In the spring of 2017, I found myself sitting on a lawn outside a modest hotel in Mill Valley, California, with Dennis Banks, the legendary founder of AIM (American Indian Movement), and Sacheen Littlefeather, the Native American actress-activist who, in 1973, turned down the best-actor Oscar on behalf of Marlon Brando, in protest against Hollywood’s racist depiction of Indians.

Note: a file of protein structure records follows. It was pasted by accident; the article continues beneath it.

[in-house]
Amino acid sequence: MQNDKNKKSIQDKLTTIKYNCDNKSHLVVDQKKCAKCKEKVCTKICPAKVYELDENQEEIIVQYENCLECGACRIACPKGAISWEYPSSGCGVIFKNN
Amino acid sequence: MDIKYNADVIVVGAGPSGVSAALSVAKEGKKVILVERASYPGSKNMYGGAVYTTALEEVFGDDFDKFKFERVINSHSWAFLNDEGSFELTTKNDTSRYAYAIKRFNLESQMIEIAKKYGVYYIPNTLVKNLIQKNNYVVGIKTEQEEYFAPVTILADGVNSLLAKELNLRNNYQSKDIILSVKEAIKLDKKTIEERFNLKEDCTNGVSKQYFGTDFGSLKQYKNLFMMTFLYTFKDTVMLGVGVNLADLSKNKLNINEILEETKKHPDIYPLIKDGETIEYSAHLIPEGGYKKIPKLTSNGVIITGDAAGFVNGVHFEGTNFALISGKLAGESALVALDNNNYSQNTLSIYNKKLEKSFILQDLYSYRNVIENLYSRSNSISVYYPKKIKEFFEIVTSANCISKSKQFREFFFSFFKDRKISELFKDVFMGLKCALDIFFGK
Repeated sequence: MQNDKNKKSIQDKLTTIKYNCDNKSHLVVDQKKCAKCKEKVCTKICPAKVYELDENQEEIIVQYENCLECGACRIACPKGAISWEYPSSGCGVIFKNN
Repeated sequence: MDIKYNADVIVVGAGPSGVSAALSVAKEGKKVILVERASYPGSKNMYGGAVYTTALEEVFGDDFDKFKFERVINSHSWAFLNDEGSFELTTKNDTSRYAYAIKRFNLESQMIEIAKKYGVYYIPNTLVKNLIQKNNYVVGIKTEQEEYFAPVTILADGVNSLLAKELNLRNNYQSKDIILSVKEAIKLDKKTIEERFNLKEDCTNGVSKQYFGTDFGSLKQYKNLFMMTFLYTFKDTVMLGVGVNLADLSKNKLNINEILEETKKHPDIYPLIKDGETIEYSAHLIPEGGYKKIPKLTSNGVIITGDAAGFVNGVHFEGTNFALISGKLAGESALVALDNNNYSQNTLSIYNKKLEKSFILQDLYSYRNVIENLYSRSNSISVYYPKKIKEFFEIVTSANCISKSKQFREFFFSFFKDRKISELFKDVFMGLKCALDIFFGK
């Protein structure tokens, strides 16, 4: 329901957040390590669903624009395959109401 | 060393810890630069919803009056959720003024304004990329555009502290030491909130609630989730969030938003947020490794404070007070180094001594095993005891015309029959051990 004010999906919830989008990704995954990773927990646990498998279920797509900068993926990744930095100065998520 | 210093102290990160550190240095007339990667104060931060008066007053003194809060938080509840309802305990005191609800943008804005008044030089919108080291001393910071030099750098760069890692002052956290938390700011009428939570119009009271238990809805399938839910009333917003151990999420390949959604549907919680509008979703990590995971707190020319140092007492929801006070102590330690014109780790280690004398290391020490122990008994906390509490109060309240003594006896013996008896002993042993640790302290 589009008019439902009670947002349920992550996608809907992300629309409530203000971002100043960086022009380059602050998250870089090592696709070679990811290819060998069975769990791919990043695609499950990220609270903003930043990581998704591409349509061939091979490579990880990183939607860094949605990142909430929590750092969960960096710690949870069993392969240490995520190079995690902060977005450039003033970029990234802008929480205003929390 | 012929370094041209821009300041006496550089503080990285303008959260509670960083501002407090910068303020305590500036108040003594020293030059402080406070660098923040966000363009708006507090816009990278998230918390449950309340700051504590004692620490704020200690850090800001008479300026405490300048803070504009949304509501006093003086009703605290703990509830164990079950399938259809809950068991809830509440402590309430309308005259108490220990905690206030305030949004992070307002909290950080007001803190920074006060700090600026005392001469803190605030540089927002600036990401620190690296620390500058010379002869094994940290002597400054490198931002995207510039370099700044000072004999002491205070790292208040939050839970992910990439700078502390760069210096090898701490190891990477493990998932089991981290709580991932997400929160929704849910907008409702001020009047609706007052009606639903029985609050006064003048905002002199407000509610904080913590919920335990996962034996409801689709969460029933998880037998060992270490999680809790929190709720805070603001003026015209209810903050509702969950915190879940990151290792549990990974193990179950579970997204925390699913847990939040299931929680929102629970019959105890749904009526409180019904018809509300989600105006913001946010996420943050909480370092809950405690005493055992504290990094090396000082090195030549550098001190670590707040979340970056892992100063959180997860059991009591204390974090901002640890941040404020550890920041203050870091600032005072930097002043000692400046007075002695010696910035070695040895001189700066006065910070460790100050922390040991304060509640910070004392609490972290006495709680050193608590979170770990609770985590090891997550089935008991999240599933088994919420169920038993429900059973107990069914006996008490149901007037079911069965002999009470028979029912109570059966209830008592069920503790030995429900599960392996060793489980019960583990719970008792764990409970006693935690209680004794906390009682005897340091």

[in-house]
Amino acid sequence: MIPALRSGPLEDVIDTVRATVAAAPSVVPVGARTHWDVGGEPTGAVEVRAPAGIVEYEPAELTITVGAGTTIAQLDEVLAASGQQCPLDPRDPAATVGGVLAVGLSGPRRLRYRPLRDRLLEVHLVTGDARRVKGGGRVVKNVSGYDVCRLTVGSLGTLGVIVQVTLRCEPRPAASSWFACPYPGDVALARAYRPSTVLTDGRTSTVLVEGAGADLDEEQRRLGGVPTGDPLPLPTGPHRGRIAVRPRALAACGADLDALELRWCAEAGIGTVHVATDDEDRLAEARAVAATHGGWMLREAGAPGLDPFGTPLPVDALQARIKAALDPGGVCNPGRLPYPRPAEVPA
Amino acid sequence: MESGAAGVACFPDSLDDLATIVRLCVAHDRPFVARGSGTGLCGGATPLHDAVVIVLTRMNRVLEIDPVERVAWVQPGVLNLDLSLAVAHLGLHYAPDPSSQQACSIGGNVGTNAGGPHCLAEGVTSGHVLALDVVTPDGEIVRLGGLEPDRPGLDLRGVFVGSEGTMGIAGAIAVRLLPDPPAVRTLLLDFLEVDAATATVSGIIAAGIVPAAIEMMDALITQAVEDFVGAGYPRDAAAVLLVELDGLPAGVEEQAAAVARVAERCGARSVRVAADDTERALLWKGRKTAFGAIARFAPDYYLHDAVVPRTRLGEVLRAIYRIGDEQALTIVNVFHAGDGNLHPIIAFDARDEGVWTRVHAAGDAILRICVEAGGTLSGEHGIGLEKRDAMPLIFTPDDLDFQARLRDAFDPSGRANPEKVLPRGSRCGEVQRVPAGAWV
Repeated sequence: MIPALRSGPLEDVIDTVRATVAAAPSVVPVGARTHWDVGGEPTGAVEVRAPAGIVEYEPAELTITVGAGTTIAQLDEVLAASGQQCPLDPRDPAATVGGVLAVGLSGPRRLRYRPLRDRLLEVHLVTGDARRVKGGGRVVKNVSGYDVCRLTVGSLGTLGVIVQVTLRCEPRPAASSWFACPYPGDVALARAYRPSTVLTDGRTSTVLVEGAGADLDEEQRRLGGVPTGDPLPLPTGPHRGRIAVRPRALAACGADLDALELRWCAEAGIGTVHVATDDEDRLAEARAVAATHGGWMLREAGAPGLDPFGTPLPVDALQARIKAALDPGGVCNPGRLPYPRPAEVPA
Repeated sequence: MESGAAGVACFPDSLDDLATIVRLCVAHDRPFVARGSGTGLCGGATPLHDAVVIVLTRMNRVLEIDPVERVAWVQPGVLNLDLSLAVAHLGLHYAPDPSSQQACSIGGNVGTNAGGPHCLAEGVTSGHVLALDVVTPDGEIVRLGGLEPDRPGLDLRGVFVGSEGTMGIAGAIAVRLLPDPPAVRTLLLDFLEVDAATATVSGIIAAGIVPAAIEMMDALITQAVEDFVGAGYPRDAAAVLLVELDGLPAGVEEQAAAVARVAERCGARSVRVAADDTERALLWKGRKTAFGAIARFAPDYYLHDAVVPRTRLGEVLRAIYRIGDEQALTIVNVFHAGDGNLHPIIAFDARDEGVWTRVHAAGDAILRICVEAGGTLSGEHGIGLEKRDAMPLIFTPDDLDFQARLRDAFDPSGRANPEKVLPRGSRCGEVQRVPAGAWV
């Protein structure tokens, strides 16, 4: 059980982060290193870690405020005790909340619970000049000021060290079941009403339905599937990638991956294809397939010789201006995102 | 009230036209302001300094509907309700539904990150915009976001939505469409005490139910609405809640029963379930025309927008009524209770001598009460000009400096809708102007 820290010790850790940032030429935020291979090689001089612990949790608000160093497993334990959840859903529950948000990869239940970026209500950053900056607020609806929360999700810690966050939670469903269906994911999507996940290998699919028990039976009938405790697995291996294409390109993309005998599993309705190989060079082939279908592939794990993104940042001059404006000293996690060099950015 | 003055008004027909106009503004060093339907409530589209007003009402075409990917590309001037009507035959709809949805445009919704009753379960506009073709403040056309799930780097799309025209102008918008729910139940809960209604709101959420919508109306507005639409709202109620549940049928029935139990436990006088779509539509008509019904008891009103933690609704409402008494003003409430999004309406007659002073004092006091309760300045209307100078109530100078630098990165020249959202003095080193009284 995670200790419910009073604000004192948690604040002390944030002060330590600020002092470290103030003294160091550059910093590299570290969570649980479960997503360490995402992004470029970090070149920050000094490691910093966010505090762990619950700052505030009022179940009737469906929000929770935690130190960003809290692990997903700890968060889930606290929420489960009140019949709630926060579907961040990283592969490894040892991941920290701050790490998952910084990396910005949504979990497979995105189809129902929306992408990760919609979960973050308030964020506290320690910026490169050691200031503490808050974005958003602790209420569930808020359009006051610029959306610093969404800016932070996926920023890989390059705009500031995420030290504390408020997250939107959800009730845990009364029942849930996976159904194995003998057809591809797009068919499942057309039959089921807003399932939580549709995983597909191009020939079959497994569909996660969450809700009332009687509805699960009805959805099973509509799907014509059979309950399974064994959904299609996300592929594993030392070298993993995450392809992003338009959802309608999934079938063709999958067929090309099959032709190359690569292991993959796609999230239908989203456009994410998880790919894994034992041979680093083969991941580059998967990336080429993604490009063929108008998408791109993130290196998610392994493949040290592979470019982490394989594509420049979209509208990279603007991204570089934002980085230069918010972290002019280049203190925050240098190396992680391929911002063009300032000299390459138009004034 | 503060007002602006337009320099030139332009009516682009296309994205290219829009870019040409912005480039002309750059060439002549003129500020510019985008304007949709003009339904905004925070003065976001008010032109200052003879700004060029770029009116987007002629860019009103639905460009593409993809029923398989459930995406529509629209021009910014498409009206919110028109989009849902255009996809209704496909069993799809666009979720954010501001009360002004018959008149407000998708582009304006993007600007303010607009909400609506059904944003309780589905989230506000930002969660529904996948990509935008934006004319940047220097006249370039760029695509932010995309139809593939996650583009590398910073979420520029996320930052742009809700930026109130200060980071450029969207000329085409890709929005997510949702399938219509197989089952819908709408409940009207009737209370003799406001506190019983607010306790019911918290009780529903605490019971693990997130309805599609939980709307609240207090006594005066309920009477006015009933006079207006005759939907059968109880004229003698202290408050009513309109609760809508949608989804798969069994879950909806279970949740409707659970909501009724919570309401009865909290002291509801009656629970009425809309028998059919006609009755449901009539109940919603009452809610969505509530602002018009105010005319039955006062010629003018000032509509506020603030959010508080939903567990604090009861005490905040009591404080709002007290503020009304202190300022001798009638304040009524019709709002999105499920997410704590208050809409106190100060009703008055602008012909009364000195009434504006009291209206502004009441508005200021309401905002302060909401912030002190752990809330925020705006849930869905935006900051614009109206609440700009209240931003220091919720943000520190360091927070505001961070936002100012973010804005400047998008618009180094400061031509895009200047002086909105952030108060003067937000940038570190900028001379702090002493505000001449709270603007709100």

Inside the hotel conference room, a few dozen veterans of AIM’s militant actions of the 1970s were gathering to celebrate Banks’s 80th birthday. There was a sense of wonder that this “red giant”—as one former AIM warrior called him—had survived the fires of his volcanic past. Here he was after eight decades, still among us, looking fit and cool in his porkpie hat, wire-rimmed dark glasses, embroidered vest, turquoise bolo tie, and black jeans. Before the year was over, Banks would be dead, succumbing to complications from open-heart surgery. But today the “Ojibwa Warrior” (also the title of his 2004 memoir) was triumphant and in a mood to relive the glories and traumas of his revolutionary life.